UV LED curing of adhesives has shown benefits in these applications because of small form factor, ease of setup, and minimized heat generation. Since the parts are very small, the challenge lies in using the UV LED light to cure adhesive in a small area to mechanically bond the components together. However, medical devices that come in direct contact with skin require FDA approvals. As a result, end customers are not driving the change from existing technology to new UV LED curing, leading to slow adoption of UV LED curing in some cases. Oxygen inhibition during curing is another factor for some of the uncured adhesives and the use of an inert environment provides different challenges.
UV LED curing is making great headway in certain medical device areas. Various applications are being examined to determine how to best utilize the advantages of the small form factor and specific wavelengths that UV LED curing offers. For example, in the manufacture of defibrillator machines, engineers are trying the UV LED technology to cure ink on a piece of foil to act as a mask for electrical contact points. Later in the process, the ink would be etched away.
Customers are also considering UV LED solutions for curing adhesives on sensors that go into portable blood pressure machines. Besides the small form factor, the advantages achieved in overall throughput and operator safety during assembly are driving the transition away from standard Hg-lamp technology. UV LED curing is also being used in analysis machines, which analyze chemical formulations in biological fluids, to tandem bond a piece of thin membrane to the printed circuit board (electronic assembly).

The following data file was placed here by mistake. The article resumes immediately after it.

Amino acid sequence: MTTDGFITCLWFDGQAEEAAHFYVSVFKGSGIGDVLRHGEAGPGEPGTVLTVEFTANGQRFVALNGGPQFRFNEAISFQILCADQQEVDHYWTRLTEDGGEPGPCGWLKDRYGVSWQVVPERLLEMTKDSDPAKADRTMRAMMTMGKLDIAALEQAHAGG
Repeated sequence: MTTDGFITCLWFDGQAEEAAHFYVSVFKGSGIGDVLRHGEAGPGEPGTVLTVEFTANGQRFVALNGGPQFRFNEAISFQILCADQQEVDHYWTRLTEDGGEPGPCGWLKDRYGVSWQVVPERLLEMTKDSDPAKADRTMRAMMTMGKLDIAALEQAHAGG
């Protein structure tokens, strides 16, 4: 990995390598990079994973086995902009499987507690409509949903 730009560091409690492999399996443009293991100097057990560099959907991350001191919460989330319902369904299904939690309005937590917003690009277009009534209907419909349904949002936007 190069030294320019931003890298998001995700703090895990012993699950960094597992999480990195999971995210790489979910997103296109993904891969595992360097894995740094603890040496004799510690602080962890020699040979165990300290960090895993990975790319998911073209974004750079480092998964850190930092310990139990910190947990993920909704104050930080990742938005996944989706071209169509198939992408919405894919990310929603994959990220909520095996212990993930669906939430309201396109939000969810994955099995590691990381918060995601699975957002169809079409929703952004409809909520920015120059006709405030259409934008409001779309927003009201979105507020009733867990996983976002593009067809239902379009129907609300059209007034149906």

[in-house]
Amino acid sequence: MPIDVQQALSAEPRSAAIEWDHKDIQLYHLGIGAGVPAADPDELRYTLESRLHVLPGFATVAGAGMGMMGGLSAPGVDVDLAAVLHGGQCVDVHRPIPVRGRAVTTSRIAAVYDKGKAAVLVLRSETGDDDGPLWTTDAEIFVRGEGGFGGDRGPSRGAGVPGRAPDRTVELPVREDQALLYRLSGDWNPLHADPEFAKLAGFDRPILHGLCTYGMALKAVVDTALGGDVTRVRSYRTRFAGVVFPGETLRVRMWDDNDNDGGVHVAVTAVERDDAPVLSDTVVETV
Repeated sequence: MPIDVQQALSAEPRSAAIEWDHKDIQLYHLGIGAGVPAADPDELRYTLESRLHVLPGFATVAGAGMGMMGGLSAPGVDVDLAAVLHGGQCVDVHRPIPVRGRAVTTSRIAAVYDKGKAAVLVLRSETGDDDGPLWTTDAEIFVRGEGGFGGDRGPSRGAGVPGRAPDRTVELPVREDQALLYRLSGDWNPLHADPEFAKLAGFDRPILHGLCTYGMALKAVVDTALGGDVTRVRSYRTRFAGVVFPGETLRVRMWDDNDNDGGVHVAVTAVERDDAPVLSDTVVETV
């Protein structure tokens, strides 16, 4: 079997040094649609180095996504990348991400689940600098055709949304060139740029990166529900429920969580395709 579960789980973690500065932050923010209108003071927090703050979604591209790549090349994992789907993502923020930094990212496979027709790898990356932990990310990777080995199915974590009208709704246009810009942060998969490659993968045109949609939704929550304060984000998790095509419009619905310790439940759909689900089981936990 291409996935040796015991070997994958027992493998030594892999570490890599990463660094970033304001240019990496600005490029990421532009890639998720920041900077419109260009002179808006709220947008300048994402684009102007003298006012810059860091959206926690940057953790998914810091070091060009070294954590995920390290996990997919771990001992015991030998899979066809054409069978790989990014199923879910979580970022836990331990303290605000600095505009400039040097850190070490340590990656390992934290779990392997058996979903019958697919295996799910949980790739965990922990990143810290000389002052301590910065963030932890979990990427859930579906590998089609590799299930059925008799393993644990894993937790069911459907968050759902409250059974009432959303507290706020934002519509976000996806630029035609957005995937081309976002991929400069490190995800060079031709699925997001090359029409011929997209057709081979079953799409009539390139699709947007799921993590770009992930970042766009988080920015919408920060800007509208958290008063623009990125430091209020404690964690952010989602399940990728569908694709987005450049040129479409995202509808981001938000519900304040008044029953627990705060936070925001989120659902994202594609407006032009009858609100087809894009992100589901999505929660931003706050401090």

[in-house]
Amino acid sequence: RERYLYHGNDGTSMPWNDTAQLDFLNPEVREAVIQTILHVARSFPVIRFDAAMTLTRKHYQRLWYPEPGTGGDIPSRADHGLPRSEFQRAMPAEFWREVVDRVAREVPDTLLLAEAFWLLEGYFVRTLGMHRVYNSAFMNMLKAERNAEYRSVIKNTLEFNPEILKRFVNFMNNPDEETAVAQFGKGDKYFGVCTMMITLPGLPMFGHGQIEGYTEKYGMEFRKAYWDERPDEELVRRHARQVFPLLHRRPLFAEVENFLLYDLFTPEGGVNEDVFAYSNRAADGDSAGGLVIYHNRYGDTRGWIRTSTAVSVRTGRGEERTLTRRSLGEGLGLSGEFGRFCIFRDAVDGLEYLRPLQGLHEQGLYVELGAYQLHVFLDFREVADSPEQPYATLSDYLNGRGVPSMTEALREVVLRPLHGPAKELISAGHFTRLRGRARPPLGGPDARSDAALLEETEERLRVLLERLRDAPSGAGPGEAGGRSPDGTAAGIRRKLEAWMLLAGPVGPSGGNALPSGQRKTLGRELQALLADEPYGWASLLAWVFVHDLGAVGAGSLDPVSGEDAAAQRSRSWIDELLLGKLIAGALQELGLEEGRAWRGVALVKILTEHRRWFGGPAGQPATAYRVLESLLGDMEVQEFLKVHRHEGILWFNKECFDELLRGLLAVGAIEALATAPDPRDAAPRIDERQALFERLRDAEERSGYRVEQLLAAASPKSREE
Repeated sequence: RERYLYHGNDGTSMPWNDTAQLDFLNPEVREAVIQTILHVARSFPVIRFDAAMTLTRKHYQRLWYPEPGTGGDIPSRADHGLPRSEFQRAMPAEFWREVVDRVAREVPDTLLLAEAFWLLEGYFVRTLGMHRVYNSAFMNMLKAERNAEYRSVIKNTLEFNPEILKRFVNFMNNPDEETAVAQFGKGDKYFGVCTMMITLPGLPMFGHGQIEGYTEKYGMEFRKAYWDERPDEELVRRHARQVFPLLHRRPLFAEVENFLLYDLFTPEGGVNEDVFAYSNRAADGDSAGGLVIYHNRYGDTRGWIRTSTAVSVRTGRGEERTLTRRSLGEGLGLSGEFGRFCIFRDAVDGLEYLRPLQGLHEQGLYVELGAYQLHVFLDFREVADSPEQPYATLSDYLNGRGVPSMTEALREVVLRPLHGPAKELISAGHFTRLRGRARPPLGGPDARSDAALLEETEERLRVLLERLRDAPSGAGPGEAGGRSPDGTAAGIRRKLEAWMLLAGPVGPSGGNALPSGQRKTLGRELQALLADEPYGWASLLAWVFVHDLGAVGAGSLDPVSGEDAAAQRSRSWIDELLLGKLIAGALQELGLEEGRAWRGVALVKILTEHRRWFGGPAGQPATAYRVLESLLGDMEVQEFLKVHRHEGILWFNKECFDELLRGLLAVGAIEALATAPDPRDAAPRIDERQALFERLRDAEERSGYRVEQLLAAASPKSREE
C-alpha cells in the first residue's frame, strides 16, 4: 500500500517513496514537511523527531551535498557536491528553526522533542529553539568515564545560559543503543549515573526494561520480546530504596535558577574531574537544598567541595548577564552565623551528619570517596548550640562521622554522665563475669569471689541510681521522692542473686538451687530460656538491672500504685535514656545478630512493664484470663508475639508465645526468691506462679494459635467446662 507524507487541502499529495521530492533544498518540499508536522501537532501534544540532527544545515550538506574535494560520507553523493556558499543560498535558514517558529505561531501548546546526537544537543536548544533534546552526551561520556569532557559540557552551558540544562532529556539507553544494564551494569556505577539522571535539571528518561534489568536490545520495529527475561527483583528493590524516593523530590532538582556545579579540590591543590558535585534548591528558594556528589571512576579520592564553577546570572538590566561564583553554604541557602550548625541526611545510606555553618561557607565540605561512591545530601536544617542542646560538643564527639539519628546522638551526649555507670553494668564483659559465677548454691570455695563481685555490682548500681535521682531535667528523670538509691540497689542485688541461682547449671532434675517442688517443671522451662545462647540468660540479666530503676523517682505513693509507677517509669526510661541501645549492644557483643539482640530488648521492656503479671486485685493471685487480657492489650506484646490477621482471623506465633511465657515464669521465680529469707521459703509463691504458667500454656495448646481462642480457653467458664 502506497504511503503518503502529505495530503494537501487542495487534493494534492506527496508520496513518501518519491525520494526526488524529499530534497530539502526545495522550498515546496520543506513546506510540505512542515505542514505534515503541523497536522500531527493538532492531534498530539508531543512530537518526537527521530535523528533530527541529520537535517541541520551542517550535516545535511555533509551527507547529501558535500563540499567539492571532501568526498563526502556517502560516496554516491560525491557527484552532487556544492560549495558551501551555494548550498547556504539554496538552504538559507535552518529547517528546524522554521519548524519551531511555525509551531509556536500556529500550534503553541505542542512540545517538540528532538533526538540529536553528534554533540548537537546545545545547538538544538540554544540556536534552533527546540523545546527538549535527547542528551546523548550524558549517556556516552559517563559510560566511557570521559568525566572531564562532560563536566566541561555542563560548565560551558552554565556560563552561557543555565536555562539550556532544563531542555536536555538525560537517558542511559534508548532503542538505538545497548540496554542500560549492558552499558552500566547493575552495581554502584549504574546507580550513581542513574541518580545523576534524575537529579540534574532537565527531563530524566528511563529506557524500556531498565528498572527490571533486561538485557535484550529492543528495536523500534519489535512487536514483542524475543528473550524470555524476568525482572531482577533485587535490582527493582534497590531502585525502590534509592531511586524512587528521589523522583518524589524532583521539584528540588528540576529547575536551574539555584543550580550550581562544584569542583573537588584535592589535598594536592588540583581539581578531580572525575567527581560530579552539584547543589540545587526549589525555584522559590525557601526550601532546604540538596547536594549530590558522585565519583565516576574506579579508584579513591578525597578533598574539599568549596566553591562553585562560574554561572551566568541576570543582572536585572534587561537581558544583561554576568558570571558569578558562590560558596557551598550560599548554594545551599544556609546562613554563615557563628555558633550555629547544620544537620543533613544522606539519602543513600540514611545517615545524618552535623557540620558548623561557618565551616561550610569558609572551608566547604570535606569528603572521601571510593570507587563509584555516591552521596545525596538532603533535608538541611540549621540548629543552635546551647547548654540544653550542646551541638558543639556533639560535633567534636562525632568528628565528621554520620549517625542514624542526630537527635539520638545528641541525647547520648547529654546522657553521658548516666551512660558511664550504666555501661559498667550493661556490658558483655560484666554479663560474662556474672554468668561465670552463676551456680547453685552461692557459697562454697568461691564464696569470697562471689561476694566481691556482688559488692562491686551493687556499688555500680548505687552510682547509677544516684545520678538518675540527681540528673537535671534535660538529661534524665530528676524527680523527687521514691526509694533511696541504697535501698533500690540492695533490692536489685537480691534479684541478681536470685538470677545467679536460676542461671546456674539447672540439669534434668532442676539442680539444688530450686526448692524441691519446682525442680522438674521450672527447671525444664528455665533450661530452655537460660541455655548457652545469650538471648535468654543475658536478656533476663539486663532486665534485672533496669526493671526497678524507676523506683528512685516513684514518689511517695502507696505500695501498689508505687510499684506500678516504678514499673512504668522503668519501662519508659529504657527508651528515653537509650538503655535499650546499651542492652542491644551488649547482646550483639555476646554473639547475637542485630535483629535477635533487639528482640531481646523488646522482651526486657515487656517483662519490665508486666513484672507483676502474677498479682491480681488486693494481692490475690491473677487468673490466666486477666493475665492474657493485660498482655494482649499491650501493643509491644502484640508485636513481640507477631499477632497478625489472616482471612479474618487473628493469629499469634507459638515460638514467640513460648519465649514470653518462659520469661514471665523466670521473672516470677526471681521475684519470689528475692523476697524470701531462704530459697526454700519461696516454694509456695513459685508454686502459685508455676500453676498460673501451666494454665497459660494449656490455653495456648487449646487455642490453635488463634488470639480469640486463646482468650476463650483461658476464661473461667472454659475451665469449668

UV LED curing is fast becoming an accepted, user-friendly technology in the medical device industry, as it provides good process control with higher throughput. Compact size with consistent output energy enables curing of adhesives with minimal heat damage to the adjacent components. This solution provides the end user with repeatability in the manufacturing process and promotes a safe working environment for the operators in the assembly of medical equipment. Both the 365 and 395 nm wavelengths are used equally in various applications with the 365 nm option preferred for applications where heat is a major concern.
Various applications in medical equipment manufacturing are fast adopting the latest and greatest UV LED curing technology but it faces some serious challenges for applications that are used in direct contact with skin. However, continued improvements in UV LED curing lamps will continue to drive wider acceptance of this technology.
Richa Anand, Ph.D. is a product marketing manager at Phoseon Technology She is responsible for leading various functions at Phoseon to execute product strategy for Phoseon LED UV curing lamps. Dr. Anand can be reached at 503-619-2342 or Richa_Anand@Phoseon.com. (Author would like to thank her colleagues at Phoseon who have provided guidance in writing this article.)